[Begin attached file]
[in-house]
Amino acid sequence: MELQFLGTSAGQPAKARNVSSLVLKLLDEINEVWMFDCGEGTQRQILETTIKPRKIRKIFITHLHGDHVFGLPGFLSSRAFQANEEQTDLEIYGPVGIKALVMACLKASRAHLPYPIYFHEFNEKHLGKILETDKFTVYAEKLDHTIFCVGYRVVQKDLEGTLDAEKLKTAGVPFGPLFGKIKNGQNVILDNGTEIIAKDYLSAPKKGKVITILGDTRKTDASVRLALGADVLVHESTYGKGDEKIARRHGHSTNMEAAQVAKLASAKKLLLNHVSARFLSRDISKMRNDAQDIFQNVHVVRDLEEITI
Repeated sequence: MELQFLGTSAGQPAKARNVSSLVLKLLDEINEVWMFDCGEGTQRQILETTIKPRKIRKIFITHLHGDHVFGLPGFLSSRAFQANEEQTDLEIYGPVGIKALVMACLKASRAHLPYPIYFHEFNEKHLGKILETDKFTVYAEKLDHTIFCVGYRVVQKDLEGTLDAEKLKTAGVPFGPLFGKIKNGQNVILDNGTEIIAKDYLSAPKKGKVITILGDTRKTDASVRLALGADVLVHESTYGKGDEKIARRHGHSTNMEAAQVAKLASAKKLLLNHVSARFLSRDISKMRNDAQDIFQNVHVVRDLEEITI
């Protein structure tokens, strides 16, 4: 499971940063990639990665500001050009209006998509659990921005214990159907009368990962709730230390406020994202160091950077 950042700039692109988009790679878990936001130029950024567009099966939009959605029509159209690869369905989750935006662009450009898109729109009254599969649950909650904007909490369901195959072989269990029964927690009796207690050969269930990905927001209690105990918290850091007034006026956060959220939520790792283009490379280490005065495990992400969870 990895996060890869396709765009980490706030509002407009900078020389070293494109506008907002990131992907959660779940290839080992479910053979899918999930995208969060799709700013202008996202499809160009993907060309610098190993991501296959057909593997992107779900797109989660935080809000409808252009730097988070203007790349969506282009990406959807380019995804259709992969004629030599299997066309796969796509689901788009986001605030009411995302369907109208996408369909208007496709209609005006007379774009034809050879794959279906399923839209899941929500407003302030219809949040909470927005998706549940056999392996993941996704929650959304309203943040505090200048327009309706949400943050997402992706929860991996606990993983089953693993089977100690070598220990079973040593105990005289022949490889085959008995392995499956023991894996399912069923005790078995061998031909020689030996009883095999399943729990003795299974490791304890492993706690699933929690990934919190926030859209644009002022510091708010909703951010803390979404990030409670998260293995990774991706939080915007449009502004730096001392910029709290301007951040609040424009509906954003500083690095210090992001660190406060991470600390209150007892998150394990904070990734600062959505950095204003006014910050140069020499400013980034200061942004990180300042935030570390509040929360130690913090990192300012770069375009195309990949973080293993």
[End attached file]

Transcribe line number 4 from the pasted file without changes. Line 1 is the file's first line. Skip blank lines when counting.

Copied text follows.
């Protein structure tokens, strides 16, 4: 499971940063990639990665500001050009209006998509659990921005214990159907009368990962709730230390406020994202160091950077 950042700039692109988009790679878990936001130029950024567009099966939009959605029509159209690869369905989750935006662009450009898109729109009254599969649950909650904007909490369901195959072989269990029964927690009796207690050969269930990905927001209690105990918290850091007034006026956060959220939520790792283009490379280490005065495990992400969870 990895996060890869396709765009980490706030509002407009900078020389070293494109506008907002990131992907959660779940290839080992479910053979899918999930995208969060799709700013202008996202499809160009993907060309610098190993991501296959057909593997992107779900797109989660935080809000409808252009730097988070203007790349969506282009990406959807380019995804259709992969004629030599299997066309796969796509689901788009986001605030009411995302369907109208996408369909208007496709209609005006007379774009034809050879794959279906399923839209899941929500407003302030219809949040909470927005998706549940056999392996993941996704929650959304309203943040505090200048327009309706949400943050997402992706929860991996606990993983089953693993089977100690070598220990079973040593105990005289022949490889085959008995392995499956023991894996399912069923005790078995061998031909020689030996009883095999399943729990003795299974490791304890492993706690699933929690990934919190926030859209644009002022510091708010909703951010803390979404990030409670998260293995990774991706939080915007449009502004730096001392910029709290301007951040609040424009509906954003500083690095210090992001660190406060991470600390209150007892998150394990904070990734600062959505950095204003006014910050140069020499400013980034200061942004990180300042935030570390509040929360130690913090990192300012770069375009195309990949973080293993």